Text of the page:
Linux first to offer USB 3.0 driver

A kernel hacker from Intel has posted a Linux driver for USB 3.0, making Linux the first operating system (OS) to support the new connectivity standard. Sarah Sharp (left) announced that her xHCI-compliant driver for USB 3.0 will be supported in Linux 2.6.31 in September.
The xHCI (Extensible Host Controller Interface) host controller driver is available now, and will be formally supported by the Linux kernel in September in version 2.6.31, reports Sharp, also known as the "Geekess." This should make Linux the first OS to offer a USB 3.0 driver, according to Sharp, who says she has worked a year and a half on the project.

Sharp is now working with fellow Intel "OSV person" Keve Gabbert to ensure that Linux distributions including Ubuntu and Red Hat adopt the xHCI driver. She also plans to release instructions soon on how to compile a kernel using her git tree.

USB 3.0: ten times faster throughput
The Intel-backed USB 3.0 spec was completed by the USB Implementers Forum under the formal name "SuperSpeed USB" in November. The spec is said to offer physical-layer throughput speeds of up to 5Gbps (gigabits per second), compared to USB 2.0's 480Mbps (megabits per second). By comparison, Firewire (IEEE 1394) currently tops out at 3.2Gbps.

It's said real-world transfer rates for USB 3.0 may be as much as 500Mbps, compared to 25Mbps to 35Mbps for typical USB 2.0 mass storage drivers, offering the potential for 20x faster speeds. The technology is also claimed to offer reduced power consumption compared to USB 2.0.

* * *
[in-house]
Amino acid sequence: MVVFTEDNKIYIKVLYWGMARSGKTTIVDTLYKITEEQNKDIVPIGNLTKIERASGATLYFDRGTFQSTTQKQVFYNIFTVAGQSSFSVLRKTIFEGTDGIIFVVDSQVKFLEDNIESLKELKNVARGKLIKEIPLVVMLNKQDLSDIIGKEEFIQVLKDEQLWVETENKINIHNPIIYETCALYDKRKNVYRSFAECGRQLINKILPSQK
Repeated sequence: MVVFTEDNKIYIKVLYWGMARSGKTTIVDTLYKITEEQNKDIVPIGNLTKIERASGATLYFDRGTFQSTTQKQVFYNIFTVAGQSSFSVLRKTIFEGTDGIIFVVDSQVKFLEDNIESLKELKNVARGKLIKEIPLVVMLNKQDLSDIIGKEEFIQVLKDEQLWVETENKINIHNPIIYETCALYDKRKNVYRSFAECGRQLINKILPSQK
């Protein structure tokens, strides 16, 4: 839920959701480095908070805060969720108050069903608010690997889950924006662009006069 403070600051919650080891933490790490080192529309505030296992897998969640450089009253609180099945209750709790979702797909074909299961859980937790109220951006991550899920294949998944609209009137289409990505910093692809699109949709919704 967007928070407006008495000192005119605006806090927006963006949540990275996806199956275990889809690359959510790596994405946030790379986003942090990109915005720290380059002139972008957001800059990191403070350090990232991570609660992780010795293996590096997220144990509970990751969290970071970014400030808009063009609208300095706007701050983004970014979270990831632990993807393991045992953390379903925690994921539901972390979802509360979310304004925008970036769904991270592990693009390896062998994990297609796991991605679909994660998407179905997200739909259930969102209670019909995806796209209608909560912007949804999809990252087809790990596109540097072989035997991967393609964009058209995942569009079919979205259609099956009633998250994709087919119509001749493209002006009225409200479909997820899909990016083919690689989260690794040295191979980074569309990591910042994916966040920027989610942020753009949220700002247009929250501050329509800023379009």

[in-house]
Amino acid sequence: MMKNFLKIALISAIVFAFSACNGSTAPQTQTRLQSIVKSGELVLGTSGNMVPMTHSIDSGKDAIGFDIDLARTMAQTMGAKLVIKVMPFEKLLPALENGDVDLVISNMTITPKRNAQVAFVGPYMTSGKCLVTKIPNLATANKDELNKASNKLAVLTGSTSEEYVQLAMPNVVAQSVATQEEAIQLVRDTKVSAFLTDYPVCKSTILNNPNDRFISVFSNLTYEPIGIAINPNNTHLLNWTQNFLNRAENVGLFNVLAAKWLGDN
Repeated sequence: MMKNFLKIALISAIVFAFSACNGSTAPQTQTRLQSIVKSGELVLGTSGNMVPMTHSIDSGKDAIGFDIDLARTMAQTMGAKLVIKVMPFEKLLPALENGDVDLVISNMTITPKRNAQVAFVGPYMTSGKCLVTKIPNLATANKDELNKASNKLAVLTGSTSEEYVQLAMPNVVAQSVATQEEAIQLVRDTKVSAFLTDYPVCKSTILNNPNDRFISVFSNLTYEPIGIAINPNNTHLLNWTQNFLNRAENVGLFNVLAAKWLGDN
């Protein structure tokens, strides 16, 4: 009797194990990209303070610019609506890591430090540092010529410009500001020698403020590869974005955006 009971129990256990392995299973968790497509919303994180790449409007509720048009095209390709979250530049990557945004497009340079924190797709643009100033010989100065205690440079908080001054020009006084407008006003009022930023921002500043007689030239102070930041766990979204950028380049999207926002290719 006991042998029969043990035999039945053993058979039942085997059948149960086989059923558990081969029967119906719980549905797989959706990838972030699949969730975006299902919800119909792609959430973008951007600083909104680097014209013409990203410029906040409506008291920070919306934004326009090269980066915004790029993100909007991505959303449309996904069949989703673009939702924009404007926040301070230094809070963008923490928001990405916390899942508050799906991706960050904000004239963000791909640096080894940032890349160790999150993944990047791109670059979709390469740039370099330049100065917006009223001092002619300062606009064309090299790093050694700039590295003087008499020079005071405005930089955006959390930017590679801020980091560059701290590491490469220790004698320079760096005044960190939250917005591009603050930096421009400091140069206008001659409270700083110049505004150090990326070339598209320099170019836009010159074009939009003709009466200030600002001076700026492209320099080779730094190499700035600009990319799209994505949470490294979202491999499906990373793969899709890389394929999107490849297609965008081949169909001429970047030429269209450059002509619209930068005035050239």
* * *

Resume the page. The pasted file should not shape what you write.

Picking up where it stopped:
USB 3.0 is targeted initially at PCs, Blu-ray players, hard drives, flash card readers, and optical drives such as DVD. The technology is said to be backward-compatible with USB 2.0, and will first appear in discrete silicon products, as opposed to being integrated in system-on-chips (SoCs). By September, says Sharp, NEC estimates it will have produced one million xHCI PCI Express add-in cards.

In November, MCCI Corp. and Synopsys announced they would together produce USB 3.0 compliant semiconductor IP and Linux-ready GPL'd drivers. Last month, MCCI announced more details about its USB 3.0 SuperSpeed products at the USB 3.0 Developer�s Conference in Tokyo, but has yet to announce details on availability.

Linux 2.6.31 will support the driver when it is expected to be released in September, says Sharp. Linux 2.6.30 arrived this week, offering several new filesystems, among other features.

A cached version of the apparently overtaxed Geekess blog page announcing the driver, may be found here.


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